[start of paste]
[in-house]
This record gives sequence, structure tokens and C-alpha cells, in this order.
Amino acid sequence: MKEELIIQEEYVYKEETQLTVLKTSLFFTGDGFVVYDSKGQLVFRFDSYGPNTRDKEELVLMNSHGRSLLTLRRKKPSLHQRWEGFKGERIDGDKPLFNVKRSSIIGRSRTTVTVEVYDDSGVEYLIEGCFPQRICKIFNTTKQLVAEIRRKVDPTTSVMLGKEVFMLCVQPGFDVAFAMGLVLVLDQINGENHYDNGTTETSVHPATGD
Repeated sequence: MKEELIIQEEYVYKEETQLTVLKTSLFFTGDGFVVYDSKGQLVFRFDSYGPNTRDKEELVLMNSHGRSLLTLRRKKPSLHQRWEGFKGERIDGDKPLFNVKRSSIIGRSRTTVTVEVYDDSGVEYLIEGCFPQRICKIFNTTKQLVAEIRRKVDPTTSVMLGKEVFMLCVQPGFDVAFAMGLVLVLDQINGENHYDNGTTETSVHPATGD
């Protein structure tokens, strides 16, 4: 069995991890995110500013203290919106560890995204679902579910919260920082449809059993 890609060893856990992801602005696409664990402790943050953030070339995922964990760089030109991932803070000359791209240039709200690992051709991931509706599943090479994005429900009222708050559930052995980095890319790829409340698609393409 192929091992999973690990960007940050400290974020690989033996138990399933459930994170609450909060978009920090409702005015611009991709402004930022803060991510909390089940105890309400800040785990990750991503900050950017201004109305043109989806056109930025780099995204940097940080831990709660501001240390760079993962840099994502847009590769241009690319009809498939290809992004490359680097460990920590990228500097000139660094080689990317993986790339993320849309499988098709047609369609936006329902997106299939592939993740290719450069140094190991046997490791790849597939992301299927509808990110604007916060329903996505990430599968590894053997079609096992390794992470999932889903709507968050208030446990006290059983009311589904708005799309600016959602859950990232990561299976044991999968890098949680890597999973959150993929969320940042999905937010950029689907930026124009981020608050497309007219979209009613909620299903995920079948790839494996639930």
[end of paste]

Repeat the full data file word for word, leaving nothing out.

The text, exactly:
[in-house]
This record gives sequence, structure tokens and C-alpha cells, in this order.
Amino acid sequence: MKEELIIQEEYVYKEETQLTVLKTSLFFTGDGFVVYDSKGQLVFRFDSYGPNTRDKEELVLMNSHGRSLLTLRRKKPSLHQRWEGFKGERIDGDKPLFNVKRSSIIGRSRTTVTVEVYDDSGVEYLIEGCFPQRICKIFNTTKQLVAEIRRKVDPTTSVMLGKEVFMLCVQPGFDVAFAMGLVLVLDQINGENHYDNGTTETSVHPATGD
Repeated sequence: MKEELIIQEEYVYKEETQLTVLKTSLFFTGDGFVVYDSKGQLVFRFDSYGPNTRDKEELVLMNSHGRSLLTLRRKKPSLHQRWEGFKGERIDGDKPLFNVKRSSIIGRSRTTVTVEVYDDSGVEYLIEGCFPQRICKIFNTTKQLVAEIRRKVDPTTSVMLGKEVFMLCVQPGFDVAFAMGLVLVLDQINGENHYDNGTTETSVHPATGD
């Protein structure tokens, strides 16, 4: 069995991890995110500013203290919106560890995204679902579910919260920082449809059993 890609060893856990992801602005696409664990402790943050953030070339995922964990760089030109991932803070000359791209240039709200690992051709991931509706599943090479994005429900009222708050559930052995980095890319790829409340698609393409 192929091992999973690990960007940050400290974020690989033996138990399933459930994170609450909060978009920090409702005015611009991709402004930022803060991510909390089940105890309400800040785990990750991503900050950017201004109305043109989806056109930025780099995204940097940080831990709660501001240390760079993962840099994502847009590769241009690319009809498939290809992004490359680097460990920590990228500097000139660094080689990317993986790339993320849309499988098709047609369609936006329902997106299939592939993740290719450069140094190991046997490791790849597939992301299927509808990110604007916060329903996505990430599968590894053997079609096992390794992470999932889903709507968050208030446990006290059983009311589904708005799309600016959602859950990232990561299976044991999968890098949680890597999973959150993929969320940042999905937010950029689907930026124009981020608050497309007219979209009613909620299903995920079948790839494996639930």